Winter’s Bone by Daniel Woodrell

4/5 stars.
Paperback, 224 pages.
Read from August 26 to 28, 2014.

Winter’s Bone was a delicate surprise. This book is so expressive and the narrative reads like a beautiful and ardent poem. I read this passage at least three times because it read so wonderfully:

“Ree needed often to inject herself with pleasant sounds, stab those sounds past the constant screeching, squalling hubbub regular life raised inside her spirit, pole the soothing sounds past that racket and down deep where her jittering soul paced on a stone slab in a gray room, agitated and endlessly provoked but yearning to hear something that might bring a moment’s rest.” p.10

Ree is a tough and resilient teenager of sixteen. She has had to take care of her two brothers and her mentally ill mother as her father has been involved with cooking up crystal meth and has recently skipped bail, a practice that is being taken up by a few farmers in the Ozark area. Unfortunately for Ree, her father is missing and if he doesn’t make his court date they will lose their home. Determined to save her home, Ree starts looking for her father but she is finding out that there aren’t too many people in town, even from her own extended family, who are willing to assist her. There is a secret that is being kept from her in regards to her father and Ree will do whatever it takes to find out what that is despite what danger she may find herself in.

What makes this story remarkable isn’t the plot, as it’s fairly straight forward, but the character work. It’s absolutely impeccable. You feel for Ree but she is so remarkably tough. Having practically parented herself and raised both her brothers she is wise beyond her years and through Ree you start to get an idea of what her family is like and and see just how small the town is that she lives in. Woodrell is so masterful with his words, the book is short, yet you feel that you know so much about Ree. While the book is a bit dark, you find yourself just as determined as Ree so you never feel dismayed, enough though there are some difficult moments in the book.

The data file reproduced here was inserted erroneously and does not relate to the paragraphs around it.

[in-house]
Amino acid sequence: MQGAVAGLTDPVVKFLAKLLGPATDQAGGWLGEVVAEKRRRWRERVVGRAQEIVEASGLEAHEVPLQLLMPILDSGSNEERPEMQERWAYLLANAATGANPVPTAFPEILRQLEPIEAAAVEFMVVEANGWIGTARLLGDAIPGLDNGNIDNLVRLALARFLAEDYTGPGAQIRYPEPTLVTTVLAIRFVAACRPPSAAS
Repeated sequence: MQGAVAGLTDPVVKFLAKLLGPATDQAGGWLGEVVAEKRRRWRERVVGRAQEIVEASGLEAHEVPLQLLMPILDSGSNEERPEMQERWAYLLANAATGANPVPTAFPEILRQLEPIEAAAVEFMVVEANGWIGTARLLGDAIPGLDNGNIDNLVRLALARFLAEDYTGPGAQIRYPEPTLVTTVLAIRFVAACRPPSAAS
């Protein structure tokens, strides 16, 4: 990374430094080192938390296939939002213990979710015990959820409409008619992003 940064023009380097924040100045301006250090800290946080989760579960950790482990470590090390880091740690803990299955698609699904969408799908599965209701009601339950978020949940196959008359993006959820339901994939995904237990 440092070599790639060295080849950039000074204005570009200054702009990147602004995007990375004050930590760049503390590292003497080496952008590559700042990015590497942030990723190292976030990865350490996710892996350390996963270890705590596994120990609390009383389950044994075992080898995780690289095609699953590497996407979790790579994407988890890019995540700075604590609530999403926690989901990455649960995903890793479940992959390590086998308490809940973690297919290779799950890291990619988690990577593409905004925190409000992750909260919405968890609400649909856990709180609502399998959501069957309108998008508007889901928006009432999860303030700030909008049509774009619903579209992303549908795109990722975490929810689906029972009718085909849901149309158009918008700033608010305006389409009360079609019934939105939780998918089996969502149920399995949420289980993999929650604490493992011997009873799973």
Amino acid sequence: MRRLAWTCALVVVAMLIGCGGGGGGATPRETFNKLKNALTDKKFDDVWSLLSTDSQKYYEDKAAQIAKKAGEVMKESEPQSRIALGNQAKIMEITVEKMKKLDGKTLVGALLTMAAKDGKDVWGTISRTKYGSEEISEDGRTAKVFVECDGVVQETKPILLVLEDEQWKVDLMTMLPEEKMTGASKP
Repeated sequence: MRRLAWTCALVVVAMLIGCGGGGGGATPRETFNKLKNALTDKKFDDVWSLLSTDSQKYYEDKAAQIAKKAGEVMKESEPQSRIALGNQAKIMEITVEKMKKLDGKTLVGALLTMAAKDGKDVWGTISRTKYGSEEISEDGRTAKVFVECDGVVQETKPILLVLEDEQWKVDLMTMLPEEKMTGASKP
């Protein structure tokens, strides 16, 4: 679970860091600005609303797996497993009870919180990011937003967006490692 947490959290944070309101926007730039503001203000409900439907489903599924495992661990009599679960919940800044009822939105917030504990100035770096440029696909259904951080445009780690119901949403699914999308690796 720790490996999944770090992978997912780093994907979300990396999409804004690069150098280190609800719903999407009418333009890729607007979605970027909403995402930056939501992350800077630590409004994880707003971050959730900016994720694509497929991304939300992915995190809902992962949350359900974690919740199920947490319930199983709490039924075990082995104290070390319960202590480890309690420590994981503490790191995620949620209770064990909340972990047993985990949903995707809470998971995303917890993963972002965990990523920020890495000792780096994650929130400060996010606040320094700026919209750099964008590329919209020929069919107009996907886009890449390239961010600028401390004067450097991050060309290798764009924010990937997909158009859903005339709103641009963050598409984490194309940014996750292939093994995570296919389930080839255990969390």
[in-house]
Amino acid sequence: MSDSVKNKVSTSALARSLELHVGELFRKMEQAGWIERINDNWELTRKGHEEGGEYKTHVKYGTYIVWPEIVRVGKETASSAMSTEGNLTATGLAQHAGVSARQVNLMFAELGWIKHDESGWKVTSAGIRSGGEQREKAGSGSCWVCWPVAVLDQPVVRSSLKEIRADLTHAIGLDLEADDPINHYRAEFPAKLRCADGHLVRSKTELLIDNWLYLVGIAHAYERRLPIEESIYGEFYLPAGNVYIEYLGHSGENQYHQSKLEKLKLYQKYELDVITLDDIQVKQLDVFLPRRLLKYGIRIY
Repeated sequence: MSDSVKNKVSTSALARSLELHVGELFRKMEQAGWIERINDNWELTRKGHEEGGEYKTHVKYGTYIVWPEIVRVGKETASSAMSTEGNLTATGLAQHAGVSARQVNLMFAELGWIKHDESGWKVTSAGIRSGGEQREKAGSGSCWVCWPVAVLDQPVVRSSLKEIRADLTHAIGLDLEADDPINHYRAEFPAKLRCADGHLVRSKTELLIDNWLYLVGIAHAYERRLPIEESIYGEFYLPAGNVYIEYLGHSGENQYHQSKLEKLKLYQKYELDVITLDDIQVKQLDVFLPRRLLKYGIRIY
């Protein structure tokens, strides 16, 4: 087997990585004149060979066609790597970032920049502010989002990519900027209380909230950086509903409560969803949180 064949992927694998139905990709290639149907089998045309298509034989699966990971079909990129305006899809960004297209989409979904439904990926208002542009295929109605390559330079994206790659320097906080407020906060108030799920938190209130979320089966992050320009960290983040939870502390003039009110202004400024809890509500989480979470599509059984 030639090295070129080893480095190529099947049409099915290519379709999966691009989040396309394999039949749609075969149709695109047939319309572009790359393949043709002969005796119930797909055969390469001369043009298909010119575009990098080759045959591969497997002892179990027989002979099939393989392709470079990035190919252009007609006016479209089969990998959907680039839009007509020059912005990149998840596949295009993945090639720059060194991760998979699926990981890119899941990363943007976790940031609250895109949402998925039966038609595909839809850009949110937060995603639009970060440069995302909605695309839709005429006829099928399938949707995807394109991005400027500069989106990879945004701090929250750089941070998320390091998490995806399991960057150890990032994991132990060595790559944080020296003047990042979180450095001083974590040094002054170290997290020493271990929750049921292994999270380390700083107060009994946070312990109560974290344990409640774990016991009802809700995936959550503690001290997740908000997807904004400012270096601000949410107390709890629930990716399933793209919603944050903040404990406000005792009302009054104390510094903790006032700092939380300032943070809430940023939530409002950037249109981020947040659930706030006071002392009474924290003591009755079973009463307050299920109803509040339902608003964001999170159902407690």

I think that anyone could read this book, it’s just executed so well. I’ve heard mixed reviews on the movie but I haven’t actually seen it myself. I could see that the plot line might not be enticing enough on screen, isn’t that the beauty of a book? However, now that I’ve read the book, I will give the movie a go.

I’d say this is one of my favourite books of 2014 so far as it’s not very often you find a book that is this whole and well done. I’d recommend this novel to anyone looking for something intriguing, dark and beautiful.

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Filed under 4 Star, Read 2014

In Transit by Mavis Gallant

3/5 stars.
Read from July 22 to August 13, 2014.
Paperback, 199 pages.

Mavis Gallant was highly recommended to me from a good friend of mine and I finally took the time to follow-up in this recommendation. Mavis is a talented writer but I don’t think her writing it for everybody.

While born in Canada, Mavis actually spent most of her life in France, which is extremely apparent in this collection of stories. Her writing felt very European as every story in this book was set somewhere in Europe and the tone and the personality of the writing and characters had a very European feel. If I had not know that Mavis was Canadian I would have presumed that she was a European, writing about Europeans, for Europeans, and maybe the latter of the two are true. However, this could also be because the stories seemed to reflect a period of time around the 1950s, a time frame that I found difficult to relate to in her writing, so her characters and their woes felt very foreign to me.

What I was able to appreciate in her work is how well the theme of being ‘in transit’ is used in each individual story. All of the characters in this collaboration of short stories is going through a phase of change, revelation, growth or progress in their personal lives. Mavis details the struggles, and often the options that the characters have in order to proceed through the phase of change that they’re faced with, but every story ends right before the pinnacle of the characters decision. I found this jarring at first but by the time I finished the book I saw how fitting it really was.

While I wasn’t overly enthralled with this collection I haven’t given up on Mavis yet. I think that her writing is good and it reminds me of Hemingway, which I have a love/hate relationship with. So like Hemingway, I’d like to read more of her work to get a better feel for her.  Overall I would recommend this book to anyone who has also recently found themselves ‘in transit’.

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Filed under 3 Star, Canadian, Read 2014, Short Story

Canada-Reads 2014

Canada Reads 2014

I know, this post has been a long time coming as it took longer than I anticipated to read the book nominations for this year but here we are! My final post on the Canada Reads 2014 series.

Overall, the selections this year were extremely diverse; I appreciated their individuality and the talent displayed by each author. I am going to keep this post short by ranking the books in order of my preference. I must say, ranking these was very difficult! Each will link back to my full reviews on each of the books. So without further ado:

1) Annabel by Kathleen Winter

2) The Year of the Flood by Margaret Atwood

3) The Orenda by Joseph Boyden

4) Cockroach by Rawi Hage

5) Half-Blood Blues by Esi Edugyan

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Filed under Canada-Reads 2014, Canadian, Lists